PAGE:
With conversations around the world turning towards this summer’s activities in Brazil, Facebook, Twitter and Google have announced how they’ll be keeping fans up to date with all of the latest World Cup news.
First, to Facebook. Their dedicated Trending World Cup hub has been launched and contains the latest scores and highlights from all the games along with a special feed with updates from your Facebook friends. They’ve also added the ability to share that you’re watching a specific match and use this as a link to access the Trending World Cup page. Facebook have included two more questionable additions however, with their interactive map and the Facebook Ref profile. The map is an interactive map which tells you where fans of the network’s top 10 footballers are based. As of now I’ve absolutely no idea what use this will be to World Cup fans as it simply presents you with stats for players. I now know, for example, that Cristiano Ronaldo has 84 million Facebook fans and is the sixth most popular sportsperson in Papa New Guinea. Messi is 143rd. Staggering. Facebook Ref, on the other hand, seems to be an attempt to muscle in on the range of comedy accounts on Twitter that will be commenting on the World Cup. There’s some strange attempts at humour with commenters and jovial updates so far, and it’ll be interesting to see how the experiment pans out. Twitter and Google tend to stay away from actively creating masses of content on their own networks, so it’s a bold move Facebook has made to engage with the people visiting the page.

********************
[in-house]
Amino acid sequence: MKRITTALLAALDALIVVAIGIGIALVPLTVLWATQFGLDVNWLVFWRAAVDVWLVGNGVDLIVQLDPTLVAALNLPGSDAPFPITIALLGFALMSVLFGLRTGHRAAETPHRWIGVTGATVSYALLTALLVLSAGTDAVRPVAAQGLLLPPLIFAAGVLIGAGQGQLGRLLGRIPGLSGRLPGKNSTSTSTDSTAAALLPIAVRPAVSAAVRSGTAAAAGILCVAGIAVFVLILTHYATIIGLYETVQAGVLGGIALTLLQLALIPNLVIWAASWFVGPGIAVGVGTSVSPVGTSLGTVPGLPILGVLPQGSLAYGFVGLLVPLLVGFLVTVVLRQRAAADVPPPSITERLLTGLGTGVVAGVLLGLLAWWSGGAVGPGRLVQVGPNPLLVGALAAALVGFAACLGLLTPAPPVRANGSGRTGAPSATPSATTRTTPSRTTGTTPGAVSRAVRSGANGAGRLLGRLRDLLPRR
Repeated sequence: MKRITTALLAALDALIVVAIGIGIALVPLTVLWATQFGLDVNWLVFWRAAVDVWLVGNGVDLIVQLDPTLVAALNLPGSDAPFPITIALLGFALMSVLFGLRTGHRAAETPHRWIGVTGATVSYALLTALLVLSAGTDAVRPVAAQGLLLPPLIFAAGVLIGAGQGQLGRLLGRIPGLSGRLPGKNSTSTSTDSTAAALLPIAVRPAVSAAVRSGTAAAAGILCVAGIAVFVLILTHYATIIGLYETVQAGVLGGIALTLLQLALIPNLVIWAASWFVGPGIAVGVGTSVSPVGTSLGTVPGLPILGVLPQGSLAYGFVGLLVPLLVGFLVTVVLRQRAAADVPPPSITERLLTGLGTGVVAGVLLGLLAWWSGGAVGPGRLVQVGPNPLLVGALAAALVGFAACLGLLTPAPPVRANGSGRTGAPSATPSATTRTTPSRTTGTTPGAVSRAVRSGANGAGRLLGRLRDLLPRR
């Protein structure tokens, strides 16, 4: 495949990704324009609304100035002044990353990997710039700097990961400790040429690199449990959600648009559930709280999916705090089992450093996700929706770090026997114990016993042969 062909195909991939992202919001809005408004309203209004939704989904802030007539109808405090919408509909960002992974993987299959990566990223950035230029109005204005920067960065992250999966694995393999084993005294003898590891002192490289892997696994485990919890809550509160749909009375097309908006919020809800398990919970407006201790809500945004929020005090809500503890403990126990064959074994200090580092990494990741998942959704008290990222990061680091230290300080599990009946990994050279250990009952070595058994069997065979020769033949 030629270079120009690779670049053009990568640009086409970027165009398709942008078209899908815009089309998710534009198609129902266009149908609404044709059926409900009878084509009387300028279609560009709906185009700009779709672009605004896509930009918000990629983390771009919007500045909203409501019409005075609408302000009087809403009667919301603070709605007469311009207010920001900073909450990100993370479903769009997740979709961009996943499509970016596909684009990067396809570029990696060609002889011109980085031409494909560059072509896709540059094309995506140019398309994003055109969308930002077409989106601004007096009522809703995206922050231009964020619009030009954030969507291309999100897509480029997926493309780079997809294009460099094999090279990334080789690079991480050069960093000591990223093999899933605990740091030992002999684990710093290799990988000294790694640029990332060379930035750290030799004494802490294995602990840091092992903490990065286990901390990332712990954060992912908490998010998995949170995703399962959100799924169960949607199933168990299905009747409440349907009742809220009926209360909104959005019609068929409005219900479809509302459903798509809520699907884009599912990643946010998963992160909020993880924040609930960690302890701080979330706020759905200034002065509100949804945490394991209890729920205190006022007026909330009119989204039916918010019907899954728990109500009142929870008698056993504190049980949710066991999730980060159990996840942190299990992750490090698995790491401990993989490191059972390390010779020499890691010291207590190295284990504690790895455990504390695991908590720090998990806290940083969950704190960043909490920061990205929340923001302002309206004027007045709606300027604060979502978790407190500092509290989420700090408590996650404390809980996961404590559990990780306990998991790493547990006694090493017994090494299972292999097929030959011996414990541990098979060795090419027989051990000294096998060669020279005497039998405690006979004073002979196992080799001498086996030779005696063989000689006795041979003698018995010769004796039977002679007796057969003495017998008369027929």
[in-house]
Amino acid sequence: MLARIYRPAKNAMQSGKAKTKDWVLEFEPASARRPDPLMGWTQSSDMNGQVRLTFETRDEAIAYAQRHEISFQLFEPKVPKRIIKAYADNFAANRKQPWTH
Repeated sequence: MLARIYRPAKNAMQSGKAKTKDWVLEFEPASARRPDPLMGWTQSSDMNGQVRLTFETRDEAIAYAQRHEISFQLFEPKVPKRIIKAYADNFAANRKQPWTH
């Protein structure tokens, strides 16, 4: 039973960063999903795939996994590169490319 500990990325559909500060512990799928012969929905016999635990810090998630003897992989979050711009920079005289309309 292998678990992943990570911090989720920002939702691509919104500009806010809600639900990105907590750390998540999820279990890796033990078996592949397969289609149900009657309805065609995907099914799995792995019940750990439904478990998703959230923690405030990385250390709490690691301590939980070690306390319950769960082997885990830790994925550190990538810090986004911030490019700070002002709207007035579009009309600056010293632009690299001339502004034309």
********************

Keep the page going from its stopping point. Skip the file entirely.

The search giants are utilising the vast amounts of data at their finger tips to launch a Google Trends page exclusively for the World Cup. The page is crammed full of stats about each game, such as: [quote text_size=”medium”]The Netherlands has shown more search interest in Wesley Sneijder’s wife, Yolanthe Cabau, than in their first opponent Spain.[/quote] There’s more useful information available here than on Facebook’s fan map, and it’s presented beautifully, but it’s elsewhere that Google really comes into its own. Through Street View, users can navigate inside each of the competition’s 12 stadiums and even get a look down some of Brazil’s famous painted streets. They’ve also added indoor maps of the stadiums and local attractions for tourists, which could become an essential tool for travelling fans.
They’ve already published a how-to guide for users wanting to track the World Cup on Twitter, and this week Twitter introduced (and re-introduced) a few new features. Chief among them is the welcome return of the brilliantly named hashflags. By simply tweeting a specific hashtag, in our case #ENG, Twitter embeds that country’s flag immediately after. Special World Cup timelines are also here, with Twitter creating bespoke hashtag pages for each game and the official tournament hashtag. Click on either #WorldCup or #WorldCup2014 for a look at how these are shaping up. There’ll also be game-specific hashtags when the competition properly kicks off. The hashtag pages were only appearing periodically for us though, so hopefully these issues will be ironed out soon. If these do take off, expect to see them offered to advertisers in the future. [hr style=”striped”] It’s certainly set to be a summer of social, and we’re looking forward to tracking all of the World Cup activity over at #digiworldcup.